Operating Systems I
Principal lecturer: Dr Steven Hand
Taken by: Part IA CST
Past exam questions
The overall aim of this course is to provide a general understanding
of how a computer works. This includes aspects of the underlying
hardware as well as the structure and key functions of the operating
system. Case studies will be used to illustrate and reinforce
The course comprises 17 lectures given M/W/F at 12:00 in the Hopkinson
Lecture Theatre, starting in Michaelmas on Wednesday 5th November, and
resuming in Lent term on Monday 19th January. The course divides into
three main parts as follows:
Part I. Computer Organisation
Part II. Operating Systems
- Computer Foundations.
History: from vacuum tubes to VLSI. Von Neumann architecture.
Hardware/software layers and languages.
- Operation of a Simple Computer.
Overview: processors, memory, buses, devices.
Memory: concepts, structures, hierarchy.
Processor: control and execution units.
ALU and computer arithmetic.
Logical and Conditional Operations. Branches. Memory access.
Data representation: (integers), text, reals, compound structures,
instructions. Fetch-Execute Cycle Revisited.
- Input/Output. General I/O architecture. Example
devices. Buses: general operation, hierarchy, synchronous
versus asynchronous. Interrupts. Direct Memory Access. Review of
Part III. OS Case Studies
- Introduction to Operating Systems.
Abstract view of an operating system. OS Evolution:
Dual-mode operation. Protecting I/O, memory, CPU.
Kernels and micro-kernels.
- Processes and Scheduling.
Scheduling basics: CPU-I/O interleaving, (non-)preemption,
context switching. Scheduling algorithms: FCFS, SJF, SRTF,
priority scheduling, round robin. Combined schemes.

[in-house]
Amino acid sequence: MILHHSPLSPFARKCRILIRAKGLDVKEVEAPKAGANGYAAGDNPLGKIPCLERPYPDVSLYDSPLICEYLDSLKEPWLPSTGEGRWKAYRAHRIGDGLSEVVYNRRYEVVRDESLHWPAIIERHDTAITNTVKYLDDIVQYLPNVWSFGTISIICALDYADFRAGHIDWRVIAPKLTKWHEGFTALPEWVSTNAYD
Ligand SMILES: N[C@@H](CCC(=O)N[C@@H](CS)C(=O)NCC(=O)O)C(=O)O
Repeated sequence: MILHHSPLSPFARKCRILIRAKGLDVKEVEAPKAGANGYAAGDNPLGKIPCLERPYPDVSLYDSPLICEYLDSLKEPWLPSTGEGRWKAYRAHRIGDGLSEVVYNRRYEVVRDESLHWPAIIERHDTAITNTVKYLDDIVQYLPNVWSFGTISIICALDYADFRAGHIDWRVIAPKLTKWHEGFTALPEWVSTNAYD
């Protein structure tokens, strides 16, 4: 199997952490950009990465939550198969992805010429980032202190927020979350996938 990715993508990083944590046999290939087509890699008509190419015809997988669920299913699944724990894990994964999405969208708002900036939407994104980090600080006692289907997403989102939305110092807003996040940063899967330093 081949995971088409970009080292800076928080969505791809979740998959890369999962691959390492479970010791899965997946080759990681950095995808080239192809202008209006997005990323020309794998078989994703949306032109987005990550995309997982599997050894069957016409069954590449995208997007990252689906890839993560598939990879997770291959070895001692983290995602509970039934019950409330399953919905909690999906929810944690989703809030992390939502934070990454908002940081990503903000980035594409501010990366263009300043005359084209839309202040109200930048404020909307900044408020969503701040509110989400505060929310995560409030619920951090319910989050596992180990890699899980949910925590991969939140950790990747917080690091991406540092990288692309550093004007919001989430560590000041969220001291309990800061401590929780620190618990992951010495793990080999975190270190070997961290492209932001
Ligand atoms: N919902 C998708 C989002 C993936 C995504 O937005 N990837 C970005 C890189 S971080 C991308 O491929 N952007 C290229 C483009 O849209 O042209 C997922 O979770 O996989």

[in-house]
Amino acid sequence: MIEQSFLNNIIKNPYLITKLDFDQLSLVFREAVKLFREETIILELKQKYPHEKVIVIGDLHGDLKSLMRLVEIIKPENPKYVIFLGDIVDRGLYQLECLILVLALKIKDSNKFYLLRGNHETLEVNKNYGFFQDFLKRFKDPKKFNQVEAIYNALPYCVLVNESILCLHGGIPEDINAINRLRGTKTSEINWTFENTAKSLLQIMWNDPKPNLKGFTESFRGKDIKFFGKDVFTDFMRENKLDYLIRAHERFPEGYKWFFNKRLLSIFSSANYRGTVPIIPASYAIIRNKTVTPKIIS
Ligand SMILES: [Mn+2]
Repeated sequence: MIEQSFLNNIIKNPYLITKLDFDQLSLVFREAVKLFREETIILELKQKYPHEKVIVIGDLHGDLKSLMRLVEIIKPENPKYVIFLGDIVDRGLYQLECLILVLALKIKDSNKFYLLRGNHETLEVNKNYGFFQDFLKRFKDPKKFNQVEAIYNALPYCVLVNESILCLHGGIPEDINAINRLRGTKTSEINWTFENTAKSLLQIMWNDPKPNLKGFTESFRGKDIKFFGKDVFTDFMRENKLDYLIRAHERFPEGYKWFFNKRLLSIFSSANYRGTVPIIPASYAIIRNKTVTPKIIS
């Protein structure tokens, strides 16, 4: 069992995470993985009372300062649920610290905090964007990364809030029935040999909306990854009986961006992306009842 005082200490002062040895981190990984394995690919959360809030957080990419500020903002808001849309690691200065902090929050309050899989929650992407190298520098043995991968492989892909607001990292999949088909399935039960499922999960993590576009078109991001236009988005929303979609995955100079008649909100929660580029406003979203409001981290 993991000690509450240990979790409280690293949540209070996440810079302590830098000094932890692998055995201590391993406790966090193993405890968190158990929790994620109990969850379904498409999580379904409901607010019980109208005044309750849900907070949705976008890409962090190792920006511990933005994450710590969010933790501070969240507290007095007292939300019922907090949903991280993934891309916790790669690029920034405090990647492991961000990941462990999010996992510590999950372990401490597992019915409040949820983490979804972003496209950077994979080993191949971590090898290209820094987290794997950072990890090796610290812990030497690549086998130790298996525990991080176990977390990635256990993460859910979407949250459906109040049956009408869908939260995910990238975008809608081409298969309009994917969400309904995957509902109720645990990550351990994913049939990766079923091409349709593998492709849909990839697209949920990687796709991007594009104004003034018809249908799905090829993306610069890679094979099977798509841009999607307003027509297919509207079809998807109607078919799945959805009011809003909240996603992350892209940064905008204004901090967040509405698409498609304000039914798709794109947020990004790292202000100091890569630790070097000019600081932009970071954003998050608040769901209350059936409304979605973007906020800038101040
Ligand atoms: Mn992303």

- Memory management.
Processes in memory. Logical addresses. Partitions:
static versus dynamic, free space management, external
fragmentation. Segmented memory.
Paged memory: concepts, internal fragmentation,
page tables. Demand paging/segmentation. Replacement
strategies: OPT, FIFO, LRU (and approximations), NRU,
LFU/MFU, MRU. Working set schemes.
- I/O Subsystem.
General structure. Polled mode versus interrupt-driven I/O.
Application I/O interface: block and character devices,
buffering, blocking versus non-blocking I/O. Other issues:
caching, scheduling, spooling, performance.
- File Management.
File concept. Directory and storage services. File names
and meta-data. Directory name-space: hierarchies, DAGs,
hard and soft links. File operations. Access control.
Existence and concurrency control.
- Unix case study.
History. General structure. Unix file system: file
abstraction, directories, mount points, implementation
details. Processes: memory image, life cycle, start of day.
The shell: basic operation, commands, standard I/O,
redirection, pipes, signals. Character and block I/O.
- Windows NT case study.
History. Design principles. Overall architecture. HAL.
Kernel: objects, processes, threads, scheduling.
Executive: object manager and object namespace, process manager,
VM manager, I/O manager. File-System. Security
At the end of the course students should be able to
- describe the fetch-execute cycle of a simple computer
with reference to the control and execution units
- understand the different types of information which may